The Two Burials of Sir Giles
During the medieval era it was not such a strange idea for a noble person to be buried in several different places upon their death, so today here's a piece about two very different old churches in the south-west of Mercia.
Little Malvern Priory, as it is known today, was once the centrepiece of a Benedictine monastery nestled at the foot of the Malvern hills. Founded in 1171, the priory was originally dedicated to St Giles and it is thought that a much older pagan site may have existed there as there was once a substantial spring in the grounds. With the cliffs of Black Hill on one side and miles of forest on the other, there was little to support the monastery other than it's fish ponds so it is suspected that the priory made it's profit from pilgrims “taking the waters” of this holy spring. St Giles is the patron of the crippled and the disabled so this may be why the church was dedicated to him, as a draw for those seeking respite from their pain.
The priory was revamped in 1483 at great expense but just fifty years later it was to no avail as it was dissolved by Henry VIII along with most other monasteries in England. Strangely, a report from that time claims the priory was on the verge of collapse anyway with just six monks left and the church literally falling down. It is suspected that the source of the spring, and their income, was diverted leading to it's dilapidation. It is here that the fate of one of it's most legendary occupants becomes a mystery.
Sir Giles de Berkeley was a knight during the reigns of Henry Plantagenet and Richard “the Lionheart” I. A son of one of the most powerful families in England at the time, he went with Richard on the Third Crusade and fought in the Siege of Acre, sustaining some serious wounds. After returning home with the rest of Richard's dejected army his injuries plagued him, rendering him a wreck with barely a couple of years of life left in him. Sir Giles travelled to the priory of his namesake St Giles at Little Malvern to bathe in it's mineral rich waters, in an attempt to alleviate the pain he was enduring, and as his end loomed he began to donate and bequeath substantial sums to the monastery. He died there in 1295 at the age of 54 and was interred in a tomb at St Giles – mostly.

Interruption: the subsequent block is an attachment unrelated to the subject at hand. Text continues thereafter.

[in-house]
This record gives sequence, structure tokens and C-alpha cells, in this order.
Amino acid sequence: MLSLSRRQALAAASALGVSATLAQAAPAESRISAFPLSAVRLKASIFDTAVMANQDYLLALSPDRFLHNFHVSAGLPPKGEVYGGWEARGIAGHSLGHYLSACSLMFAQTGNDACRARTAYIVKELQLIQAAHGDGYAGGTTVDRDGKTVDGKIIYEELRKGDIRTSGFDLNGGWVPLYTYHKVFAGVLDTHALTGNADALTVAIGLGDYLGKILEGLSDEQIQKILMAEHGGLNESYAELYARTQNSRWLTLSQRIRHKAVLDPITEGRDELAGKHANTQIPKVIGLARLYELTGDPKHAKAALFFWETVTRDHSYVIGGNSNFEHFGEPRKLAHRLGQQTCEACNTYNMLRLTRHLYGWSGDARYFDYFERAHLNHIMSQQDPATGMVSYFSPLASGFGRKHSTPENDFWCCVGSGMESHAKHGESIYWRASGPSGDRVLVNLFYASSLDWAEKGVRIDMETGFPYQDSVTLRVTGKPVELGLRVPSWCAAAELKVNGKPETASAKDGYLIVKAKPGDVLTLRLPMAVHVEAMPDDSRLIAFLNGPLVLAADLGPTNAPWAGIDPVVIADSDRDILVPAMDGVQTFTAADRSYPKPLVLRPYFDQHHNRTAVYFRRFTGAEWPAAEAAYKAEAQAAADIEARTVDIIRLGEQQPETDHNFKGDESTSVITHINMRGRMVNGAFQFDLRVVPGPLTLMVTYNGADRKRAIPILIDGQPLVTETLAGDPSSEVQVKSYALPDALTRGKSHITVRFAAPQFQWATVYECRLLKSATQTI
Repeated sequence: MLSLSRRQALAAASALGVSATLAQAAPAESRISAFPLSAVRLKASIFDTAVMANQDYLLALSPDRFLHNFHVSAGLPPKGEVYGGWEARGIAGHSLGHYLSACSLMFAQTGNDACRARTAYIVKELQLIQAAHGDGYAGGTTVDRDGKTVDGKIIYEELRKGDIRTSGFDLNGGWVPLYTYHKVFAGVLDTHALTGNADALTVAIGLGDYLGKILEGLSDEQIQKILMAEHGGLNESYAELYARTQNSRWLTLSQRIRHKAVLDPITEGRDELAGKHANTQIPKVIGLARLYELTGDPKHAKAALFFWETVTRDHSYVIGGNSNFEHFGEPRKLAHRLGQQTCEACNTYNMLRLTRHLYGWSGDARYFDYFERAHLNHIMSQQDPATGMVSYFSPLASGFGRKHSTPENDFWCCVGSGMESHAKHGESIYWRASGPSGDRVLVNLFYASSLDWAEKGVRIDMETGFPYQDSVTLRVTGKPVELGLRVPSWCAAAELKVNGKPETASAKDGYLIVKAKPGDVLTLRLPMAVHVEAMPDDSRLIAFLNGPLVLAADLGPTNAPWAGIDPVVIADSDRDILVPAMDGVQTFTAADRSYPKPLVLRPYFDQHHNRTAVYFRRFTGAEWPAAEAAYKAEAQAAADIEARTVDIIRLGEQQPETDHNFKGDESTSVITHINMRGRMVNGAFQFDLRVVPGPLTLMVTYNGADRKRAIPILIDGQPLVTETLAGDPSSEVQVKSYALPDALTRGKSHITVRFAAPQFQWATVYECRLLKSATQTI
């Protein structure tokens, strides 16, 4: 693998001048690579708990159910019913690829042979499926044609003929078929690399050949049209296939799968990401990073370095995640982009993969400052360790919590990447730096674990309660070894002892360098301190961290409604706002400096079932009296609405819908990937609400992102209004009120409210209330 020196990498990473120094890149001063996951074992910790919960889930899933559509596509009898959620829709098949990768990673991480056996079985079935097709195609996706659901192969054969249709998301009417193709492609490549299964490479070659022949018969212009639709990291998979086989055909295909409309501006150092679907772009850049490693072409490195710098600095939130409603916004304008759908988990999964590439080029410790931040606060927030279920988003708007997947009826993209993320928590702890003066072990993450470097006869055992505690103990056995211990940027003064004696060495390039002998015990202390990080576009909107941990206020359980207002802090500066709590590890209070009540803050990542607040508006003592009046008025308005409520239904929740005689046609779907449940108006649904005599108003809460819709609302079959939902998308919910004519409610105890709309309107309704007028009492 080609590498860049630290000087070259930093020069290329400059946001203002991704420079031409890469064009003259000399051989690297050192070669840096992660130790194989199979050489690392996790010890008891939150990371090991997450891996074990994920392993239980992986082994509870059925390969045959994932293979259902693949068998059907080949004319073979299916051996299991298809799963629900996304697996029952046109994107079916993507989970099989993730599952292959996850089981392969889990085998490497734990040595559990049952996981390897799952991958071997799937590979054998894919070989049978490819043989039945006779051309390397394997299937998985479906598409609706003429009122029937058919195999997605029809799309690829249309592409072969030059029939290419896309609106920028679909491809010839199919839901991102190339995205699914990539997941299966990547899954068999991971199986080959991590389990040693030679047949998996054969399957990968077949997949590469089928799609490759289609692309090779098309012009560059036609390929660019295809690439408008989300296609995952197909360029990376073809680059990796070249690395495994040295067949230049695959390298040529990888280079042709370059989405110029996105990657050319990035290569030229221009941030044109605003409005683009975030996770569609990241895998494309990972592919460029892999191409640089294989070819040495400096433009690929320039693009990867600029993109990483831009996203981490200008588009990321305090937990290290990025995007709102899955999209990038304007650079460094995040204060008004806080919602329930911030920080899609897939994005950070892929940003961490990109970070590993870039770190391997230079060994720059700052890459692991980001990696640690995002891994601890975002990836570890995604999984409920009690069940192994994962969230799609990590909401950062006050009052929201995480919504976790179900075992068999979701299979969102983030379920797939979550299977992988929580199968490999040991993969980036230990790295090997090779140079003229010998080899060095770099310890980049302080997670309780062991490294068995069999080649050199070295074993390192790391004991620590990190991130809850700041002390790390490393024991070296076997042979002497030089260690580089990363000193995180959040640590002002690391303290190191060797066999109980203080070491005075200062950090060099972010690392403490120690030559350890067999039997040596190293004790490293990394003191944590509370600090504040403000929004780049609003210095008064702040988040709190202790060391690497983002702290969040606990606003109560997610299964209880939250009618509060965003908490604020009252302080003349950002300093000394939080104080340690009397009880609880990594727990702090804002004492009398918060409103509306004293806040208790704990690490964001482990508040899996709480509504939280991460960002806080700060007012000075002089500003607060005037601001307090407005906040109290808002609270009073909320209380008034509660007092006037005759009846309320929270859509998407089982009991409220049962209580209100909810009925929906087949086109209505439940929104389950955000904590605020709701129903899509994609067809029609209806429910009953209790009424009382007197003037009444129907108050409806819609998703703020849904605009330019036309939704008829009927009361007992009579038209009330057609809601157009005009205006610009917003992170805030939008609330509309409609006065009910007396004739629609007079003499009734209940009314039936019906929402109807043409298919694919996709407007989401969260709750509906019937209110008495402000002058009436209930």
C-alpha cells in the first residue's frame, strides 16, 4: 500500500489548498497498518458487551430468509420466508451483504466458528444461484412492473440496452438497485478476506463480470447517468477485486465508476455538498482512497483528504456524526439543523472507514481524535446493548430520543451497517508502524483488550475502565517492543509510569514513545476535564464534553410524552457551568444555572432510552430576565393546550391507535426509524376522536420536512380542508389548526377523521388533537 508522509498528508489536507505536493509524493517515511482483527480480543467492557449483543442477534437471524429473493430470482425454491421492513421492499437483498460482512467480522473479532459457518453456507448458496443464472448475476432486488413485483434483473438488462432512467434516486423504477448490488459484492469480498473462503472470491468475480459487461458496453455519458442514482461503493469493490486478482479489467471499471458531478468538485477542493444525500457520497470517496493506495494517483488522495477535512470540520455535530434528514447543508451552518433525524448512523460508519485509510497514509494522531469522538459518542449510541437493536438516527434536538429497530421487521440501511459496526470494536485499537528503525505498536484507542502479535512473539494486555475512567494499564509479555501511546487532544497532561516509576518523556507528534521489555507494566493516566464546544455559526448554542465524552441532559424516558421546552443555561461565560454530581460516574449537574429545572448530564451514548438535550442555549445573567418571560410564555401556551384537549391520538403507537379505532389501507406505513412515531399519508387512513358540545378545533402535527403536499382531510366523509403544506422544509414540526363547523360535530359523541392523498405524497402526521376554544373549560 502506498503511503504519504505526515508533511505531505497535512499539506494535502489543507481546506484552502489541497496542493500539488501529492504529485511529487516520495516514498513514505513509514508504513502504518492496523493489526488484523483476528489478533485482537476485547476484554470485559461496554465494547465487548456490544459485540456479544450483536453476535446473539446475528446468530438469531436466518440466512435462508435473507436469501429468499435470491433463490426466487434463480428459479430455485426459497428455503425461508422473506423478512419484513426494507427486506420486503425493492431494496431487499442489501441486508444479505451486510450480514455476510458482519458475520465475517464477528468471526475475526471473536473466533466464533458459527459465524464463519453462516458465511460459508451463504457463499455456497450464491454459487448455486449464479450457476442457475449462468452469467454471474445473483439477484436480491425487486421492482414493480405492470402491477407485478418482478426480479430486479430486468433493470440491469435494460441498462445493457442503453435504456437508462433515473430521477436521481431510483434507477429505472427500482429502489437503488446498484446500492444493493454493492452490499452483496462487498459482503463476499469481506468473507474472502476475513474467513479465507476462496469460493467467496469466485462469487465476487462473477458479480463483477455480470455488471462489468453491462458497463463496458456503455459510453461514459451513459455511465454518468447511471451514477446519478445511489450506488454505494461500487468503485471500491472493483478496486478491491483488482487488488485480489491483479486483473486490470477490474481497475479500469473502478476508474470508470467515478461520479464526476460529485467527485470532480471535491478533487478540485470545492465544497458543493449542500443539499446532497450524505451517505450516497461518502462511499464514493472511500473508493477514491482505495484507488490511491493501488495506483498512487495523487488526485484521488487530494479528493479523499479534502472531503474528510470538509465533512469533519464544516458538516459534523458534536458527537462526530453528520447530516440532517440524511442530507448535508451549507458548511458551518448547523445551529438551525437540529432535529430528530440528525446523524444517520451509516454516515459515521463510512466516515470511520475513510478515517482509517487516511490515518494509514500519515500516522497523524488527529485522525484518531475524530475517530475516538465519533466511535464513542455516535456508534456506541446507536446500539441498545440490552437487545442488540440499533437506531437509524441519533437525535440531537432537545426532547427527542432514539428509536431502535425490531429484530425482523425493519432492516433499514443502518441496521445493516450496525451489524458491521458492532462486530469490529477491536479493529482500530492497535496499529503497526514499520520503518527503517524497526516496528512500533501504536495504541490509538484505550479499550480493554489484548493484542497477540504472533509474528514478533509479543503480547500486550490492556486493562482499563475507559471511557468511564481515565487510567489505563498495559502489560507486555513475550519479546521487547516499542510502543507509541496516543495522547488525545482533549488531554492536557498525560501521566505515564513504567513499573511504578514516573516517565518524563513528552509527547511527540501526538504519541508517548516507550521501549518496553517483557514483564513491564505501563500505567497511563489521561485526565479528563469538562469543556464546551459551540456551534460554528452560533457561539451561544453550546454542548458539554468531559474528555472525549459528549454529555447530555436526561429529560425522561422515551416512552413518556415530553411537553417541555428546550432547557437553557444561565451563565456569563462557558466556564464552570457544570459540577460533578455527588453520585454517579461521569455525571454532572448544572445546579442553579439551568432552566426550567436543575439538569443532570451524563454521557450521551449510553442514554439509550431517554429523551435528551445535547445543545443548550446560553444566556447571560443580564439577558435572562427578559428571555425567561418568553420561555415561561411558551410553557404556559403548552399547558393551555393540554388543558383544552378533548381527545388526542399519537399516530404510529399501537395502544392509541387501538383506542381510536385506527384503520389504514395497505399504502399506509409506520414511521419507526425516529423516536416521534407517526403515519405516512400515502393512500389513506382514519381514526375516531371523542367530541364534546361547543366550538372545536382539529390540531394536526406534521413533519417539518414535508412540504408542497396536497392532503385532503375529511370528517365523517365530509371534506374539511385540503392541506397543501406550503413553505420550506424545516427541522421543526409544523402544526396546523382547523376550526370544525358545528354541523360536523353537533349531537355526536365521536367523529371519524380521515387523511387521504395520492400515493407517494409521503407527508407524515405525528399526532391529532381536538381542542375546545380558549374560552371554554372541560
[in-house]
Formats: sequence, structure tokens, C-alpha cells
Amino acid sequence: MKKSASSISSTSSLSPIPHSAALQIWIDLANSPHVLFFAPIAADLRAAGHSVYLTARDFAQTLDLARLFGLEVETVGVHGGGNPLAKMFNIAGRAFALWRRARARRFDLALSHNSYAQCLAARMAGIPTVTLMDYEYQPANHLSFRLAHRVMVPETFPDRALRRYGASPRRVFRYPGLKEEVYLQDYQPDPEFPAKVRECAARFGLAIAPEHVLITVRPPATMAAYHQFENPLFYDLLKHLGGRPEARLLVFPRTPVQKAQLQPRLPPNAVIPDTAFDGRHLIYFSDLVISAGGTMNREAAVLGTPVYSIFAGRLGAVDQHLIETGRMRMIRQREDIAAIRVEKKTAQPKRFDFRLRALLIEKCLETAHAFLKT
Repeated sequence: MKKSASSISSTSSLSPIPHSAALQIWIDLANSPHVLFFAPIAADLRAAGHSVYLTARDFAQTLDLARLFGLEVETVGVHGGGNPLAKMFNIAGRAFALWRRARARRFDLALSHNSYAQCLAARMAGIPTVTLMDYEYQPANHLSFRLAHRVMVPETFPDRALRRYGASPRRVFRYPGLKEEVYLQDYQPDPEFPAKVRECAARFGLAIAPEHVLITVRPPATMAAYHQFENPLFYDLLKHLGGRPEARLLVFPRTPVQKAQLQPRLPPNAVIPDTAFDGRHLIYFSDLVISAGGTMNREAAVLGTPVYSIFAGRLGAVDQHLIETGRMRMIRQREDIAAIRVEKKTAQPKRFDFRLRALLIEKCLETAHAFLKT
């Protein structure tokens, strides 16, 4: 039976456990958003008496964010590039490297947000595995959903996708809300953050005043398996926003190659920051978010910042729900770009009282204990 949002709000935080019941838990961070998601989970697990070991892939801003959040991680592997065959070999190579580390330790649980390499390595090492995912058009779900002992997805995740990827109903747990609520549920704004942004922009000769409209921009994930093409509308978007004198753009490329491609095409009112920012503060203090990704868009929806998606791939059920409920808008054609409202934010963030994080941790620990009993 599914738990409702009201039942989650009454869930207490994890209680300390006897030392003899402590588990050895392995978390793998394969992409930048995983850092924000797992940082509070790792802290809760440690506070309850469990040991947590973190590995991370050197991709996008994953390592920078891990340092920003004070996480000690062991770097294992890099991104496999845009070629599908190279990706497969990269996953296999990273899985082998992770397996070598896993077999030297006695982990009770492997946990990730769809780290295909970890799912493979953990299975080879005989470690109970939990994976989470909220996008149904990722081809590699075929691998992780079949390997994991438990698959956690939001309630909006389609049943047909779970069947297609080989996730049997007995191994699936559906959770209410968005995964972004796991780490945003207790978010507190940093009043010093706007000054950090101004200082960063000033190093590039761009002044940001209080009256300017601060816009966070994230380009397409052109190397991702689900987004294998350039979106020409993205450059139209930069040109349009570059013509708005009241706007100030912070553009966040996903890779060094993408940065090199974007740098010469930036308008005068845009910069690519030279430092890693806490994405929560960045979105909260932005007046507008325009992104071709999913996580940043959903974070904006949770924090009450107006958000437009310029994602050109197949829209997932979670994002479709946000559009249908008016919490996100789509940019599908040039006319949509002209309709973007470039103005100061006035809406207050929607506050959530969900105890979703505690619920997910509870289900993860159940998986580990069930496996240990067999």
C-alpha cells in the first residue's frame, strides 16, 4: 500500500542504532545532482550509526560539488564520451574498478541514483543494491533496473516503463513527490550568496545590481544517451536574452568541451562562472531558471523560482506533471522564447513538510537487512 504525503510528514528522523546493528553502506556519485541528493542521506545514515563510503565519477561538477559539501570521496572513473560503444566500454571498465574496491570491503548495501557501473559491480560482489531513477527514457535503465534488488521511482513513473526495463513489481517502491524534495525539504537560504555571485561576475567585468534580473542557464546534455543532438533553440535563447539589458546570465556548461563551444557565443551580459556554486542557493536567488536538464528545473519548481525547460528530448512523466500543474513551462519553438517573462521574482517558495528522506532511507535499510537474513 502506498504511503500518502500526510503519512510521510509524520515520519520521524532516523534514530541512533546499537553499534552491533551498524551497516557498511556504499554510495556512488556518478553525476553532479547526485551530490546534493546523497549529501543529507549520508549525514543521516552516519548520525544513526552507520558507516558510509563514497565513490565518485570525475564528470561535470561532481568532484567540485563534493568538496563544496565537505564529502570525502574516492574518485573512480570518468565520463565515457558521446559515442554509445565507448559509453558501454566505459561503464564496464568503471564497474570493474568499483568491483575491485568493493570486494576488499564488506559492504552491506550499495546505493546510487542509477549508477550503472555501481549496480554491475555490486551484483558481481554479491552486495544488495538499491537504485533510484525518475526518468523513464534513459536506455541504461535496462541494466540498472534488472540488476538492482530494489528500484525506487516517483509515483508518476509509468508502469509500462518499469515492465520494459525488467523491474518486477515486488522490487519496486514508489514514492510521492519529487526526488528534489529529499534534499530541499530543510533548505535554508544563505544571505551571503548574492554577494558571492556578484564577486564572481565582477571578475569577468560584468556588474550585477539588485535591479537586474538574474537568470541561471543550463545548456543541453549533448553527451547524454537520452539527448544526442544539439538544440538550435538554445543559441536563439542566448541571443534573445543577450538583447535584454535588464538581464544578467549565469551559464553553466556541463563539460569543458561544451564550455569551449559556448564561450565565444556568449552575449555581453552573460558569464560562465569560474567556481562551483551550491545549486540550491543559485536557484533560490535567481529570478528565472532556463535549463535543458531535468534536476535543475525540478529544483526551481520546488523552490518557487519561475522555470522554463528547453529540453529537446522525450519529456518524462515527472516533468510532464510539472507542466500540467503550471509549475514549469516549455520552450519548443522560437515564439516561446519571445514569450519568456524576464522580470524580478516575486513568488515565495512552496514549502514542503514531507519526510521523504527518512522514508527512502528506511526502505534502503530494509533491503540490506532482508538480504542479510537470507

The knight's home estate was at the village of Coberley near Cheltenham and it was here that his heart lay – literally. By another coincidence the church here was also dedicated to St Giles, and as the main benefactor Sir Giles should have had pride of place upon his death. Instead, his heart was removed from his body and sent from Malvern to Coberley where it was interred in the south side of the sanctuary. Not only that, but his warhorse Lombard was allowed to be buried in the yard directly in line with his master's heart. His beloved steed served him bravely during the Crusade and as a mark of his elite status was allowed to lie in consecrated ground. This is an extremely rare event and almost harks back to pre Christian warrior burials, where high status nobles and chieftains were buried with their mounts.
So a heart and horse burial at St Giles is odd enough but the Berkeleys remained a powerful presence at Coberley. Giles's son Thomas became a renowned knight and fought alongside the victorious Edward III at the Battle of Crecy, he and his wife are buried – all of them – in a fine tomb with life sized effigies of them wearing outifits accurate for the time, with Sir Thomas in the armour he wore at Crecy. Next to them is a tiny effigy of a little girl in similar attire to Joan, Thomas's wife, and this is thought to be one of their daughters. Despite Lady Joan being entombed next to her husband, she actually outlived him and remarried, giving birth to three sons. One of them, weirdly, was Richard “Dick” Whittington, the legendary “Thrice Lord Mayor of London Town” and subject of a thousand Christmas pantomimes. I doubt that the Lady Joan had Barry from Eastenders in mind when wondering how her famous son would be commemorated!
The whereabouts of the body of Sir Giles de Berkeley today is unknown, as the priory collapsed a lot of it's features were lost but he could be somewhere in it's foundations. The head of a knight's effigy was found during restoration work but the arms the broken body was bearing did not quite match up to the Berkeley design. They are not that dissimilar from the Gifford family that experts deduced him to be bearing though, so the Victorians could have got it wrong. A visit to Little Malvern priory is highly recommended in a few weeks as it is an absolutely unique little church now absolutely packed with history and interesting features, as well as being absolutely charming. Look out for theornate floor tiles from the 1400s. The heart tomb is there for all to see at Coberley along with a stone marking the resting place of Lombard, but please observe decorum when visiting as you have to enter through a private arch and courtyard.
Little Malvern Priory
Floor tiles dating to the 1400s in Little Malvern Priory
St Giles Church at Coberley
The tomb of the heart of Sir Giles de Berkeley
Closer view of the heart tomb
The grave of the warhorse Lombard
Memorial to Lombard
Tomb effigies of the Berkeley family
Sir Thomas and Joan Berkeley, showing the classic crossed legs pose that causes so many arguments among history fans